There are many investigations of the production processes and its modeling (Hotelling, 1931; Swallow, 1994, Clark, 1990). Widely known and discussed are the models for production management proposed and used by Canadian scientists Clark and Munro (Clark & Munro,1975). Both types – the exhaustive and renewable production were considered. Clark’s models aiming at optimal resource use have been applied to fishing industry in Canada and mining enterprise, but they can also be applied to other branches of the economy and human activity such as agriculture, mining, logging, ecology, etc (Clark, Clarke & Munro, 1979). As a leading scientist in the theory of non-smooth optimization, Clarke has made a brilliant analysis of the optimal control under such modeling and has determined a strategy for finding this control (Clarke, 1983). However, there remains the question of accounting for and including social, economic and other human factors as an extension to this modeling. In our view this can be achieved by using measurement theory and utility and multiattribute utility theory (Fishburn, 1970; Pfanzagl, 1971; Keeney & Raiffa, 1999).

In the present chapter we will consider value based control of logging process with jointly accounted for complex social, ecological and economic factors in the modeling and control. Cases of renewable natural resources are considered including economic efficiency and social effect for the population.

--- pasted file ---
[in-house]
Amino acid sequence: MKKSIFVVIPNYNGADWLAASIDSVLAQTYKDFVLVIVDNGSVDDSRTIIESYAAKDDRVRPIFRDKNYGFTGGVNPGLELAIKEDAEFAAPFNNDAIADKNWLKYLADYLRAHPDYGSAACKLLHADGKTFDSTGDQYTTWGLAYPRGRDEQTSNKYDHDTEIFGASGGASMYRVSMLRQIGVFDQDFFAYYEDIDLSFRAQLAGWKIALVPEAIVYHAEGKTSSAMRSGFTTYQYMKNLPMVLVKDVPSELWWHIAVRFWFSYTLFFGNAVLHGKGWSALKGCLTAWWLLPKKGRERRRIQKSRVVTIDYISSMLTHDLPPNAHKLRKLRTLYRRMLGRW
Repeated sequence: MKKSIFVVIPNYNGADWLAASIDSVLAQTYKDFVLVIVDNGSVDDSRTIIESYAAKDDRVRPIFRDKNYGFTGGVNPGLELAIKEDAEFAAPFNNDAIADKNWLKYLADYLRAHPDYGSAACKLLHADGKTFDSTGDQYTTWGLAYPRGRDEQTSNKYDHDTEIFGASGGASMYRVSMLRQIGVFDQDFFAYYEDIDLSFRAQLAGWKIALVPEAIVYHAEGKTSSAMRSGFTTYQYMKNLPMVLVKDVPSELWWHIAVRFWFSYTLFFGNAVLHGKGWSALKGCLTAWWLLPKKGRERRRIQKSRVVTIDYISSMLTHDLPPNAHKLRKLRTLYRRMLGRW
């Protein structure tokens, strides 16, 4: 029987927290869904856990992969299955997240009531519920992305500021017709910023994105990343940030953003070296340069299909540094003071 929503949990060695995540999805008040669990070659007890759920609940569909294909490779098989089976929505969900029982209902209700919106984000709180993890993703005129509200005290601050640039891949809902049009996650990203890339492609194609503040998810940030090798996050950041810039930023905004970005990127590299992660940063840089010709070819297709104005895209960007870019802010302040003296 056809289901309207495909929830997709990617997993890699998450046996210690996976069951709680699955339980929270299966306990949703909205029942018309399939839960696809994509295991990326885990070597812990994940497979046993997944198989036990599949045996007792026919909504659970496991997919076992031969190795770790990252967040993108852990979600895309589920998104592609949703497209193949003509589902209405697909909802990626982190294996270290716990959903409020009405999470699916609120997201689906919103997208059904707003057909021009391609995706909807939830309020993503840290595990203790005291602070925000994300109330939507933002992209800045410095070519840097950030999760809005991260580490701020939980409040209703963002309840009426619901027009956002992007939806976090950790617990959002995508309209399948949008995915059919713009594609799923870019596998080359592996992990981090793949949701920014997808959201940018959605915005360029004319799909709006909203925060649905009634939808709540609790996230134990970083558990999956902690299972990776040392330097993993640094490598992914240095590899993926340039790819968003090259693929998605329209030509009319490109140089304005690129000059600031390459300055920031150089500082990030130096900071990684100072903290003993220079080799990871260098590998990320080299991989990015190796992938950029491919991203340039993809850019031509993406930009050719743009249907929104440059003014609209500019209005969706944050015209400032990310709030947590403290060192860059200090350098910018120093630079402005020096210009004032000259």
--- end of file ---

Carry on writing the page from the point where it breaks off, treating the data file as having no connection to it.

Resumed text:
The new element is taking into account the social impact on the population, such as pay, ecological effects such as biodiversity and their combination with economic efficiency in logging. This is achieved by constructing a multifactor utility function which under the different control models is used as an objective function or as a part of the differential equation describing the production process. The utility function is constructed based on the preferences of biologist expert and reflects his attitudes with respect to the considered production – in this case logging (Lyubenova et al, 2015). Such utility function can be constructed for every stakeholder: government, business, ecologists, or all of them combined in a single multifactor utility function.

Key Terms in this Chapter

Utility Theory: A normative approach to the issue of how people should rationally choose in conditions of uncertainty.

Complexity: A condition of a system or situation integrated with some degree of order but with too many elements and relationships to be understood in a simple analytic or logical way. In the extreme, the complex system or situation is with multiple and diverse connections with dynamic and interdependent relationships, events, and processes.

Optimal Control: Is the process of determining control and state trajectories for a dynamic system over a period of time to minimize a performance index.

Utility Independence: An attribute A1 is utility-independent of attribute A2, if conditional preferences on lotteries on A1, given at a fixed value of A2, do not depend on that fixed point. The utility independence is not symmetrical.

Value-Driven Design: A system engineering strategy, which enables multidisciplinary design optimization. It creates an environment for optimization by providing designers with a value function as objective or as part of the mathematical model.

Model-Driven Decision-Making and Control: An emphasized access to and manipulation of a statistical, financial, optimization, or simulation model. It uses data and parameters provided by users to assist decision process in analyzing a situation.